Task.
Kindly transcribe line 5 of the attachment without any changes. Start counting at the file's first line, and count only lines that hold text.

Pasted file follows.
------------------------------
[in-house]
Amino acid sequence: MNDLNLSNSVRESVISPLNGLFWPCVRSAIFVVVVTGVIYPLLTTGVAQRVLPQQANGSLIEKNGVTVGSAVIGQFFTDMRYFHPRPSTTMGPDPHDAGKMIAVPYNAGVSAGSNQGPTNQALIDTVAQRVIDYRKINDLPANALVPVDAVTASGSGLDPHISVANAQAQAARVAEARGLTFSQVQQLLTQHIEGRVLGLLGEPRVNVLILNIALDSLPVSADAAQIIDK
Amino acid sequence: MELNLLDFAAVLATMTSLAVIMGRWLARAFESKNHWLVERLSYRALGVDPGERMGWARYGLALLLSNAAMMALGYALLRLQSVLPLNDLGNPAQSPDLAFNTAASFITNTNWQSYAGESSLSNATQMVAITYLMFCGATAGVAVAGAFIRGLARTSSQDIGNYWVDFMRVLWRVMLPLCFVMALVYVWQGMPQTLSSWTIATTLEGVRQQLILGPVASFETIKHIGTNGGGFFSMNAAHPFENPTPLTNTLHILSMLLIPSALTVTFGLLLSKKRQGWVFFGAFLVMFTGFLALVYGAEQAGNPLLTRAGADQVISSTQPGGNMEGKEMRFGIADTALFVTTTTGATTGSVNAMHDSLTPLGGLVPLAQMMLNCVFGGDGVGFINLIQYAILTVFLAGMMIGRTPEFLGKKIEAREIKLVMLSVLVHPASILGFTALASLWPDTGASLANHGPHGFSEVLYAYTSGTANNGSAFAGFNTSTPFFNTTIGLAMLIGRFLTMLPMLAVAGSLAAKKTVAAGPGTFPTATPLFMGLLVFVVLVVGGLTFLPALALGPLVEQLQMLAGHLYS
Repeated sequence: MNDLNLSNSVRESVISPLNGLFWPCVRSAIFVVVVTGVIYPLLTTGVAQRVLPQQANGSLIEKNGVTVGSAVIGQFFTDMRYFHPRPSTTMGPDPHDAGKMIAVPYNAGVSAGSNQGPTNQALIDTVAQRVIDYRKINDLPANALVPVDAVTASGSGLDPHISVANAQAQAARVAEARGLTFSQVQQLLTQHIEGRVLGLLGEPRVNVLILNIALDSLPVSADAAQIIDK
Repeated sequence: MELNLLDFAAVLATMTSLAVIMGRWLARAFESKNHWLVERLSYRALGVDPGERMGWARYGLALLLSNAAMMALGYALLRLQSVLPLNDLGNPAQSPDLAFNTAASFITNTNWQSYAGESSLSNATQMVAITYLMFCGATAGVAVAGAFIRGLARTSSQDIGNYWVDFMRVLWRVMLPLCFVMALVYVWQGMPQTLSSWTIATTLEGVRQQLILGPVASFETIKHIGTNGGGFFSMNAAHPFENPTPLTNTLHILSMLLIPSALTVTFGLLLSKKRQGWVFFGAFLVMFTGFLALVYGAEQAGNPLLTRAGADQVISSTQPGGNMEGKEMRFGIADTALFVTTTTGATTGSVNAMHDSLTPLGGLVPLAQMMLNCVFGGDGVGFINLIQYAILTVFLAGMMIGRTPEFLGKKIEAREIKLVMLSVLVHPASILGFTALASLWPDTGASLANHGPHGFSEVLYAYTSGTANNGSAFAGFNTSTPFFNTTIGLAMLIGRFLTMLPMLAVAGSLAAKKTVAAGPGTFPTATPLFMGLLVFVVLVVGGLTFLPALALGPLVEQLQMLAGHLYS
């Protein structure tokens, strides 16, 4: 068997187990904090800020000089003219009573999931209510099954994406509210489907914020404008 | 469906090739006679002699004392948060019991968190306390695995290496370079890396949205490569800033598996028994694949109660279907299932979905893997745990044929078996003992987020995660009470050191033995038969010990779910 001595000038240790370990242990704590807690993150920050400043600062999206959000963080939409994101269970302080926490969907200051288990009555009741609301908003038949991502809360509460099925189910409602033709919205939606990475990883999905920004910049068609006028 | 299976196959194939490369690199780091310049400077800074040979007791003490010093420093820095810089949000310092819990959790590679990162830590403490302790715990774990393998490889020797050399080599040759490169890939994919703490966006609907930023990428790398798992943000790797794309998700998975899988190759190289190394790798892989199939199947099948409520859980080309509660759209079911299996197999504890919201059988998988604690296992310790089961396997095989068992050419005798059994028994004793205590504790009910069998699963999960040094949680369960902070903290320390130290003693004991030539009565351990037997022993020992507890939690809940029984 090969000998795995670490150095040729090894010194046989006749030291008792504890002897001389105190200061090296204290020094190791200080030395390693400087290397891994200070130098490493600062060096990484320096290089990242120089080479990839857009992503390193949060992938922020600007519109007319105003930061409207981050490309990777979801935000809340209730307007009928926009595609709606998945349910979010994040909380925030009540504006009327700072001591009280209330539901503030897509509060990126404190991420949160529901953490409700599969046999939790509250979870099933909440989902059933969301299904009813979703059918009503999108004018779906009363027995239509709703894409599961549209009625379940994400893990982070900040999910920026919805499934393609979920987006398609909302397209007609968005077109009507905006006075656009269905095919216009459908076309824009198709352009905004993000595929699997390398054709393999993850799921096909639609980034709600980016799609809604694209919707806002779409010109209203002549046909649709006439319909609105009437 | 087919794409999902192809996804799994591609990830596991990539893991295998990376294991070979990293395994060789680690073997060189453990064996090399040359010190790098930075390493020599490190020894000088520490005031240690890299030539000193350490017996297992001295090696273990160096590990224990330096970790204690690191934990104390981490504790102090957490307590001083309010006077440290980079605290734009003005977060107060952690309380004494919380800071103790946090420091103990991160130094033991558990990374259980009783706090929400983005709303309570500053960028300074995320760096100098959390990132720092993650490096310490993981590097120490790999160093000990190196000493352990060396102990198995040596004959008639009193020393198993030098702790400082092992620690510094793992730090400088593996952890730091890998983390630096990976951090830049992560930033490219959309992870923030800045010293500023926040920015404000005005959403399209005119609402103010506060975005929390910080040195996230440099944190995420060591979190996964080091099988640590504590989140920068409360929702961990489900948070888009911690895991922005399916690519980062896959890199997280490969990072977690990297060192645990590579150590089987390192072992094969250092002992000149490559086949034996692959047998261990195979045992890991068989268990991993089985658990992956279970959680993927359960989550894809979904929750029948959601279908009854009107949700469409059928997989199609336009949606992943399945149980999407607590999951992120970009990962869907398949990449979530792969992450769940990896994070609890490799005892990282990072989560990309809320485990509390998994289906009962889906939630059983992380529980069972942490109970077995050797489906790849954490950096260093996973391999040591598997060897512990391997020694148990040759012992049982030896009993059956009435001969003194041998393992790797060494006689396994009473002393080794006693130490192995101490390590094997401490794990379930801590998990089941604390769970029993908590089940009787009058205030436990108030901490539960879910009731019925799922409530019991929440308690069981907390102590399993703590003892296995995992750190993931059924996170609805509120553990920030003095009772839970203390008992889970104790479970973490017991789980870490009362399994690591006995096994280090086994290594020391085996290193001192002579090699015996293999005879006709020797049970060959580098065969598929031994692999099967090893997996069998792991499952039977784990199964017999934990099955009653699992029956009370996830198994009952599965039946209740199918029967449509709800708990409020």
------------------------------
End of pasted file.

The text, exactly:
Repeated sequence: MELNLLDFAAVLATMTSLAVIMGRWLARAFESKNHWLVERLSYRALGVDPGERMGWARYGLALLLSNAAMMALGYALLRLQSVLPLNDLGNPAQSPDLAFNTAASFITNTNWQSYAGESSLSNATQMVAITYLMFCGATAGVAVAGAFIRGLARTSSQDIGNYWVDFMRVLWRVMLPLCFVMALVYVWQGMPQTLSSWTIATTLEGVRQQLILGPVASFETIKHIGTNGGGFFSMNAAHPFENPTPLTNTLHILSMLLIPSALTVTFGLLLSKKRQGWVFFGAFLVMFTGFLALVYGAEQAGNPLLTRAGADQVISSTQPGGNMEGKEMRFGIADTALFVTTTTGATTGSVNAMHDSLTPLGGLVPLAQMMLNCVFGGDGVGFINLIQYAILTVFLAGMMIGRTPEFLGKKIEAREIKLVMLSVLVHPASILGFTALASLWPDTGASLANHGPHGFSEVLYAYTSGTANNGSAFAGFNTSTPFFNTTIGLAMLIGRFLTMLPMLAVAGSLAAKKTVAAGPGTFPTATPLFMGLLVFVVLVVGGLTFLPALALGPLVEQLQMLAGHLYS